For Keith Dayton, the legislation was a surprise attack on his efforts to upgrade the Karni crossing. Only a month or so before the Palestinian elections, the US Army lieutenant general and former Pentagon policy planner had been appointed by the State Department as its security coordinator on the project. Suddenly, he and his team of experts were prohibited from dealing directly with any member of the Palestinian government other than President Mahmoud Abbas. To compensate, a detail of Canadian military officers and engineers were brought in to act as proxies for the Americans.
Lacking the US funds he requested to strengthen security and to bolster economic activity on the Palestinian side of the crossing, Dayton was reduced to cobbling together non-US aid on a piecemeal basis. He and his team persuaded a Dutch NGO to help finance a flower farm, for example, and dollops of aid were cajoled from Turkey and Sweden. They managed to raise C$1.2 million from the Canadian government to buy security cameras, and a British aid agency agreed to train border guards and build a new mess hall.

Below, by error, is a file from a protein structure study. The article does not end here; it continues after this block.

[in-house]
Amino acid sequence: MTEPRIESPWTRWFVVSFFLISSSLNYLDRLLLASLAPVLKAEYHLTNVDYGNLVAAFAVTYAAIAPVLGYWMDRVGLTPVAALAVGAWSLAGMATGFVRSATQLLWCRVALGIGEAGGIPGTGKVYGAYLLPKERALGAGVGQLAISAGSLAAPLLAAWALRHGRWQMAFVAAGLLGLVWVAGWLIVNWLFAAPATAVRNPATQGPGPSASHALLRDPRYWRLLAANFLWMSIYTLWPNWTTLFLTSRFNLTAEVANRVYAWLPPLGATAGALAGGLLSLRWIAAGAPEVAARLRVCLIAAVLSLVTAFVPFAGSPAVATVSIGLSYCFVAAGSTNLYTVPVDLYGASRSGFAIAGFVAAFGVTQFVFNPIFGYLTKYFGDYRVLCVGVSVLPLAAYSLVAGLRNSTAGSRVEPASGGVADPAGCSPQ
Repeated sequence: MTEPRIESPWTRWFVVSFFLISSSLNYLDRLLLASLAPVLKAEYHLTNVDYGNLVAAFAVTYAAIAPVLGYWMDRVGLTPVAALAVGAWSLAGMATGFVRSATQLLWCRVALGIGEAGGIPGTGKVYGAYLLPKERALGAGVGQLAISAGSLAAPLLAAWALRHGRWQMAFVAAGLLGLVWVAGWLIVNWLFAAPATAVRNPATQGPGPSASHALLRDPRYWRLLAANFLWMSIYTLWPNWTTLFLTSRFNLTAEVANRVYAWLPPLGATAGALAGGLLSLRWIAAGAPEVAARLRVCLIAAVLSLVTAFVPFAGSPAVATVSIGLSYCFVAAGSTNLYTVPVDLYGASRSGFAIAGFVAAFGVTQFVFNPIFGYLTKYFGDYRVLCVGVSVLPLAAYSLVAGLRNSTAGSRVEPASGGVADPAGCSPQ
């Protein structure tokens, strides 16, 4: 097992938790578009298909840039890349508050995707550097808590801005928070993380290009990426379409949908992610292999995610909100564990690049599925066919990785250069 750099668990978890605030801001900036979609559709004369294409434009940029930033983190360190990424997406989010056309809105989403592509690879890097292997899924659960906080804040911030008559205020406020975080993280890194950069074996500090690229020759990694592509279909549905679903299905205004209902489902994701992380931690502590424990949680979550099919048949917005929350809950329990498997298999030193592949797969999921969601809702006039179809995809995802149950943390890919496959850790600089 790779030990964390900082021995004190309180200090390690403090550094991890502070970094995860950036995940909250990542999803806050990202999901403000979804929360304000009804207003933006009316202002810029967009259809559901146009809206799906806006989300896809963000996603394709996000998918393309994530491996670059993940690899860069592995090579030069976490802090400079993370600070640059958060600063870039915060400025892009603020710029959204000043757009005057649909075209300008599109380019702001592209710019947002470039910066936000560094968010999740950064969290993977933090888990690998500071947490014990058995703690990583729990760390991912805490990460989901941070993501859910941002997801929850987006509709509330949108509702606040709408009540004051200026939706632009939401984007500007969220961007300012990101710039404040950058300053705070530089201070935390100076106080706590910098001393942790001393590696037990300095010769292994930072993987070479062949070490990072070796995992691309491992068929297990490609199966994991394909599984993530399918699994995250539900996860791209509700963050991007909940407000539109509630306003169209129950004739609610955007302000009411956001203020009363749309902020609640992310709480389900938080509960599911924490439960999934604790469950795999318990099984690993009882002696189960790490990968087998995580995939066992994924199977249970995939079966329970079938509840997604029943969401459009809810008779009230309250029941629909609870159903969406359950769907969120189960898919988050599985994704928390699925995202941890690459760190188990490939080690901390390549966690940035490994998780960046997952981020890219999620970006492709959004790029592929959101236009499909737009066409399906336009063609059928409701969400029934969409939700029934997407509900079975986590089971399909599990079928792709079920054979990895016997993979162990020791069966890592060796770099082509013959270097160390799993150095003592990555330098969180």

For four weeks in January, Gaza erupted into an urban killing ground as gunmen from Fatah and Hamas, following months of tensions, engaged in running street battles. To avert a civil war, King Abdullah of Saudi Arabia invited leaders from the two sides to Mecca, where they hammered out a truce that became the foundation for a Hamas-led unity government. To shore up Abbas, and to preempt a wider conflict, the Bush administration in January 2007 announced it would provide the president’s office with some $86 million in aid, $16 million of which was to be invested in Karni. But when the aid package was submitted to Capitol Hill for approval, Congress blocked it. Nita Lowey, a legislator who chairs the State and Foreign Operations subcommittee of the House Appropriations Committee, said she placed a hold on the package out of fear that some of the money could find its way into the coffers of Hamas.